In seconds, he was firmly in the clutches of unconsciousness and began to dream, reliving the evening’s dark endeavors. Once again he faced the bitter scientist driven to madness with the belief that his life’s work had been stolen. With the injection of an experimental hormone believed to increase the intelligence of lesser life, the scientist had orchestrated the murder of the one he believed had wronged him. His engineered instruments of revenge: capuchin monkeys.
Capuchin monkeys taught to murder for a mad scientist’s twisted cause.
Bentley saw them again as he’d seen them earlier that evening, freed from their cages and scampering across the floor of the secret laboratory, knives and straight razors clutched in tiny, long-fingered hands, dark beady eyes filled with intelligence and wild with the promise of bloodshed.
He’d felt a twinge of pity for the things as he had pulled the twin automatics from within the pockets of his coat. But Death had no patience for such emotions, and he’d opened fire upon the murderous simians.
The pistols had made short work of the monkeys, leaving Bentley with only one remaining task: dispensing justice upon the scientist responsible for the gruesome murder of his colleague. The guilty one had tried to escape by fleeing across the rooftops as the storm had raged overhead.
But Death gave chase.
Bentley smiled in his sleep. The villain had believed he could actually escape the inevitable—right up until he was pierced by a lightning rod, thrown like a javelin just as a jagged bolt of lightning zigzagged down from the heavens to strike the alluring shaft of iron—and in a blinding flash, another wrongful death was avenged.
Bentley’s new purpose once again defined.
The young man’s eyes flew open, the scientist’s piercing scream receding into his subconscious. Bentley sat up suddenly, realizing he wasn’t alone; Pym stood before the bed, holding a silver tray.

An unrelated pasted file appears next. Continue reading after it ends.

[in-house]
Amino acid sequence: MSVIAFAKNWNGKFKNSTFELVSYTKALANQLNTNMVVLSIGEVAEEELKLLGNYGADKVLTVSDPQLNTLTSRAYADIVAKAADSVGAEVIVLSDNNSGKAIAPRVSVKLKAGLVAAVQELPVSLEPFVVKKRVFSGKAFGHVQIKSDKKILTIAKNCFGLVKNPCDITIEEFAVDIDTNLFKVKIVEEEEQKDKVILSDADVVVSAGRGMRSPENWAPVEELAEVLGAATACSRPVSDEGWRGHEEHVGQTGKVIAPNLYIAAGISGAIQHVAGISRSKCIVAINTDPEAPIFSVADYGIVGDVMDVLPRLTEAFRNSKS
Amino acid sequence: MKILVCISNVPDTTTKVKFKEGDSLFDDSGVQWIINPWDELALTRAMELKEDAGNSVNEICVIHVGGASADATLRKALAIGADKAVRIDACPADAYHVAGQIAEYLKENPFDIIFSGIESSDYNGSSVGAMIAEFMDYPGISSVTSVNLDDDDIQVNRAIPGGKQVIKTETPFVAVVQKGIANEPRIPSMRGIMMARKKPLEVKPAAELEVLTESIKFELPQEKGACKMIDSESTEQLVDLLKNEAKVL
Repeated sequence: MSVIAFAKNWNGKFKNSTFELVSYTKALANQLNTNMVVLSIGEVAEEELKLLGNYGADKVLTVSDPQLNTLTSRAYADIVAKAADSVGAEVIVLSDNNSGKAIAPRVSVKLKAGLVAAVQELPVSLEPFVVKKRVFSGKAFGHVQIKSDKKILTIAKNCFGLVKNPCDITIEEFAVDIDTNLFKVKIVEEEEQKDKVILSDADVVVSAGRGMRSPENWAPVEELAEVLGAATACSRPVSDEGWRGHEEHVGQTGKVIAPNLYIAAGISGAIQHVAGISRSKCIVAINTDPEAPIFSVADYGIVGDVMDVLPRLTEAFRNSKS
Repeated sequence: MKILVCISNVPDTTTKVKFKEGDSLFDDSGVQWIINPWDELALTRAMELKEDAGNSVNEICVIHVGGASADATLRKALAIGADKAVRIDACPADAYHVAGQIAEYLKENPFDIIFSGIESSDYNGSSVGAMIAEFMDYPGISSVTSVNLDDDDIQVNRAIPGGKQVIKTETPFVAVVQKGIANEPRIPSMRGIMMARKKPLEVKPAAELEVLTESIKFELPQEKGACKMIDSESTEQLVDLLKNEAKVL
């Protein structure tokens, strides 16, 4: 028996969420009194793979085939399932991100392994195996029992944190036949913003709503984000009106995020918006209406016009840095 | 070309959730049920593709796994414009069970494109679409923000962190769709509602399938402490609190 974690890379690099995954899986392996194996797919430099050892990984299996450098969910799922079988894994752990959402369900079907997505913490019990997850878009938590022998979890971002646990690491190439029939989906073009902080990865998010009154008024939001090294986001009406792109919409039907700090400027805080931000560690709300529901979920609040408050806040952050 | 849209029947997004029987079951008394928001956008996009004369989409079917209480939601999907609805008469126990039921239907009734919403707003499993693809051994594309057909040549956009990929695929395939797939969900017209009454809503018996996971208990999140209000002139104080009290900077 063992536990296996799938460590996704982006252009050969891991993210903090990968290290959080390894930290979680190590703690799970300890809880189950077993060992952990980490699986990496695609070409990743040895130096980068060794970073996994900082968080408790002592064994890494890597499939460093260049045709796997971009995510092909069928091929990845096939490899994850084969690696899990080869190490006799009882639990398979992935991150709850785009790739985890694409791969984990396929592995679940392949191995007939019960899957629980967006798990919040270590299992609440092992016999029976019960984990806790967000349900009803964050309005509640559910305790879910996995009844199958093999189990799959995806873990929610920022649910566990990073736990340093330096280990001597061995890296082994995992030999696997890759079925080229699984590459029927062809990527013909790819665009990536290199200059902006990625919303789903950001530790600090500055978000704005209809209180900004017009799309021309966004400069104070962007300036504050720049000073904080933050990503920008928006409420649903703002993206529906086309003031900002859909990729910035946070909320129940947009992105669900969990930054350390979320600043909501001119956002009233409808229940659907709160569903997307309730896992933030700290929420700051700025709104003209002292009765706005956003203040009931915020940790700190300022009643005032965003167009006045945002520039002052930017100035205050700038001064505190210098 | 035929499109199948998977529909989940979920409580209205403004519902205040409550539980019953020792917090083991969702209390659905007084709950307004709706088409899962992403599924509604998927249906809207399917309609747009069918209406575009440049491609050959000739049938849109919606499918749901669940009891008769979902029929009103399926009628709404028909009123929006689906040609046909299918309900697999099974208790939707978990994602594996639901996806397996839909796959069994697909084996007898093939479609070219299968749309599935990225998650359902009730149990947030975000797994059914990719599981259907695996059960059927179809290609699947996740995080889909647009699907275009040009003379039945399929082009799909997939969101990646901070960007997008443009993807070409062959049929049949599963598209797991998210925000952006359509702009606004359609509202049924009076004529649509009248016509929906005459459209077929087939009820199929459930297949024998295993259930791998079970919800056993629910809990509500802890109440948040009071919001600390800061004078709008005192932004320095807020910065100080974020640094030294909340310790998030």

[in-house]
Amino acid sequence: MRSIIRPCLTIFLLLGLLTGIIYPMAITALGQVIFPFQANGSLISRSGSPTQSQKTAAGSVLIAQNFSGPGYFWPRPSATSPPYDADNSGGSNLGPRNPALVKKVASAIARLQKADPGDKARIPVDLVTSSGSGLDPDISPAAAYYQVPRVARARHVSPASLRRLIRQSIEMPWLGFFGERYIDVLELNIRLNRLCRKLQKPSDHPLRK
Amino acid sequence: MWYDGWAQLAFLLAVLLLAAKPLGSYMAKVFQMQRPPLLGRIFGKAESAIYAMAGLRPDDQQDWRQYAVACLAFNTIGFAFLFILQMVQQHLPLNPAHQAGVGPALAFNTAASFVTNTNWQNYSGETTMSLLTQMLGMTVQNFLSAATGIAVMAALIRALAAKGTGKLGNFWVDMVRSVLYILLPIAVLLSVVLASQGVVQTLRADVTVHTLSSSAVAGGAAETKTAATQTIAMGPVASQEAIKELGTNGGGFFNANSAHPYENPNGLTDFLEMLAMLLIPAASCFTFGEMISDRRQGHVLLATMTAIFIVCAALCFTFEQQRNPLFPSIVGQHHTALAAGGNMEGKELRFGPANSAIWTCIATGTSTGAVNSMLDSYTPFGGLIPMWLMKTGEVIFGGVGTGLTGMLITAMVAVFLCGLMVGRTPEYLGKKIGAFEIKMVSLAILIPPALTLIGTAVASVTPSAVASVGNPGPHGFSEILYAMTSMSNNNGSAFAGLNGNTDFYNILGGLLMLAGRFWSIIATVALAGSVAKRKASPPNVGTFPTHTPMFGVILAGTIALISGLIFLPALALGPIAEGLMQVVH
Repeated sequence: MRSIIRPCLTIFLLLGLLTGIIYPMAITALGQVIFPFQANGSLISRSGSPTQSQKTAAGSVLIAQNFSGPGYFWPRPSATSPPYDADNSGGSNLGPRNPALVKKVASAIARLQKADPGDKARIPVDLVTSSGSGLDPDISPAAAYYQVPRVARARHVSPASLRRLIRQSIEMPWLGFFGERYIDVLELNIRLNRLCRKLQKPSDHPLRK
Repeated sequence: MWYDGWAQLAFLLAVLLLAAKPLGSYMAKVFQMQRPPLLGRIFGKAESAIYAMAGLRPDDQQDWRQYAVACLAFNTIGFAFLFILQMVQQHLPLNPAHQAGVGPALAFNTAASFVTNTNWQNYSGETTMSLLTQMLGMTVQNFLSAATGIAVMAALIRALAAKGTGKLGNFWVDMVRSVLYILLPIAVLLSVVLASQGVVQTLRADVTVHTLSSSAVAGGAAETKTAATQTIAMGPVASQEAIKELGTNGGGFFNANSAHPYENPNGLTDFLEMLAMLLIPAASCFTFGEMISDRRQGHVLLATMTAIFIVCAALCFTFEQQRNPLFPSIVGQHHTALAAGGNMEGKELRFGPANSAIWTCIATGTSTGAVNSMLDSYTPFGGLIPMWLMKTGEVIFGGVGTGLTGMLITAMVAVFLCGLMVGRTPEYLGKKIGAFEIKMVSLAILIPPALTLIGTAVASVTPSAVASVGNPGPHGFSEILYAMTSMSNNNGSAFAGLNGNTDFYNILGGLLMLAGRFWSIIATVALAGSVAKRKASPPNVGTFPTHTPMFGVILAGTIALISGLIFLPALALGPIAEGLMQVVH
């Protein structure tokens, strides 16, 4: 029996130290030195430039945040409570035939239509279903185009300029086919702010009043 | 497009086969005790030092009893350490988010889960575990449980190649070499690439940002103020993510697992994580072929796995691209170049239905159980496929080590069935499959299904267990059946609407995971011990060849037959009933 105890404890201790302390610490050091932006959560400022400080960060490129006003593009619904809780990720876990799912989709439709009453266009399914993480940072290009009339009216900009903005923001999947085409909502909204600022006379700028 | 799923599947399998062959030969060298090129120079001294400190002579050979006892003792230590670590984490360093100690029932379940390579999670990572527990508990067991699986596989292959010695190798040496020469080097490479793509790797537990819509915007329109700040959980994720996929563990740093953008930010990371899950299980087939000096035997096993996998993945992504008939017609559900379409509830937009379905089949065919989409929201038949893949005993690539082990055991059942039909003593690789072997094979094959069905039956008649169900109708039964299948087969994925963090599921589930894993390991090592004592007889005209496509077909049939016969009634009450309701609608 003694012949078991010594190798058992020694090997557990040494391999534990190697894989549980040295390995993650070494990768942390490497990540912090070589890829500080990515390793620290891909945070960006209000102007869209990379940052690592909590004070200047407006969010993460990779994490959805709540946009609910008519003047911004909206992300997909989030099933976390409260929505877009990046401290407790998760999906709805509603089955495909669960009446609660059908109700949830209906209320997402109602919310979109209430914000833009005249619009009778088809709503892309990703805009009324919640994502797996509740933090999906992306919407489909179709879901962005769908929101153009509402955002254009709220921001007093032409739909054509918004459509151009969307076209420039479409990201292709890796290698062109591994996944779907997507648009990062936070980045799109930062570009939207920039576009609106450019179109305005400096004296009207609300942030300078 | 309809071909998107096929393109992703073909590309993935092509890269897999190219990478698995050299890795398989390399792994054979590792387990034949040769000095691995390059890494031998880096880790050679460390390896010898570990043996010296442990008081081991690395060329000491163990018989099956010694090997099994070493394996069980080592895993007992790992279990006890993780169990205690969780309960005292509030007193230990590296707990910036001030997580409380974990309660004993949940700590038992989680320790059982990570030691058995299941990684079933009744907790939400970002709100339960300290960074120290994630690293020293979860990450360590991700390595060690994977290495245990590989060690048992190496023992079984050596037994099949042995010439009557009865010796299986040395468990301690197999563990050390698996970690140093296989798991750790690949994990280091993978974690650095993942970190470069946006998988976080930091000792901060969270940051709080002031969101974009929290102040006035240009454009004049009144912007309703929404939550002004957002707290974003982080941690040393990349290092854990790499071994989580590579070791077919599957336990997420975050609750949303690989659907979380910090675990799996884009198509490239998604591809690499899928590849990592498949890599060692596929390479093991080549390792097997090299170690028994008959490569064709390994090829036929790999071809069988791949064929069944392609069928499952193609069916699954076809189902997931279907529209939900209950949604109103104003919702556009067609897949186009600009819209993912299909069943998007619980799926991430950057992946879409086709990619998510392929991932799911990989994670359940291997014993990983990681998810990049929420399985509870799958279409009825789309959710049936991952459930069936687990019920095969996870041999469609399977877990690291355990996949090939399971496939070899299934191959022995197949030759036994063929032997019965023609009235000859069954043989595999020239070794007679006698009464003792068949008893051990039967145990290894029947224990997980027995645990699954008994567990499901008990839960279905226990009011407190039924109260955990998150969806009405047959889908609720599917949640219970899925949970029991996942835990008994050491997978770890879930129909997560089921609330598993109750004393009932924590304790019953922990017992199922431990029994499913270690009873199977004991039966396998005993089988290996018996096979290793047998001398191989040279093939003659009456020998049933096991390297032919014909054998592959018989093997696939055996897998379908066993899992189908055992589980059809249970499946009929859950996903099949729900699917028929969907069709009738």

“I took the liberty of preparing some breakfast,” the man said as he placed the tray on a nearby table.
“How long was I asleep?” Bentley asked, languidly stretching.
“Not long enough for an average person to function,” Pym replied dryly.
“Ah, but Hawthornes are better than average,” Bentley said as he left the comfort of his bed to see what his servant had brought him. He was suddenly famished. “At least that’s what Father always told me.”
He lifted the silver cover to reveal two pieces of lightly toasted white bread, exactly how he preferred it.
“I’m guessing these require laundering?” Pym asked as he reached down to pick up the pile of filthy clothes that were still on the floor.
“If you wouldn’t mind,” Bentley answered around a mouthful of toast. “Take the shoes as well; they got a bit scuffed with all the running about.”
An image flashed in his mind of his quarry, jumping from rooftop to rooftop, glancing over his shoulder with eyes growing wider in terror at seeing how close Death was to him.
It had been very close indeed.
“And this?” Pym asked. He was holding the skull mask with two fingers, as if it were contaminated with some wretched disease. “Will this need to be laundered as well?”
Bentley experienced both a sickening wave of dread and a flash of excitement at the sight of the grinning visage dangling from the tips of the butler’s fingers.
“No, that can stay here.”
Was it his imagination, or had the grin upon the skull face grown wider as Pym set it down atop a nearby dresser?
The butler left without another word, and Bentley returned to his breakfast. He ate another slice of toast and poured himself a cup of steaming coffee. Pym had placed a single, freshly cut rose in a small crystal vase at the corner of the tray, and the young man found himself staring at its beauty, but imagining it slowly wilting and dying.
As with all things, death and decay would eventually have their way.
He picked up the folded newspaper on the opposite end of the tray. The headlines still decried the so-called Great Depression and what President Hoover was or wasn’t doing about it. In between bites of toast and sips of coffee, Bentley perused the news of the day.
He had just started to read about the convicted murderer of a circus trapeze artist when he felt a terrible cold that made the short hairs at the nape of his neck bristle. He’d felt similar sensations since his transformation, and braced himself as he turned for what he knew would be looming behind him.
The ghost stood not two feet away.
“Hello,” Bentley said, knowing full well that it would not answer.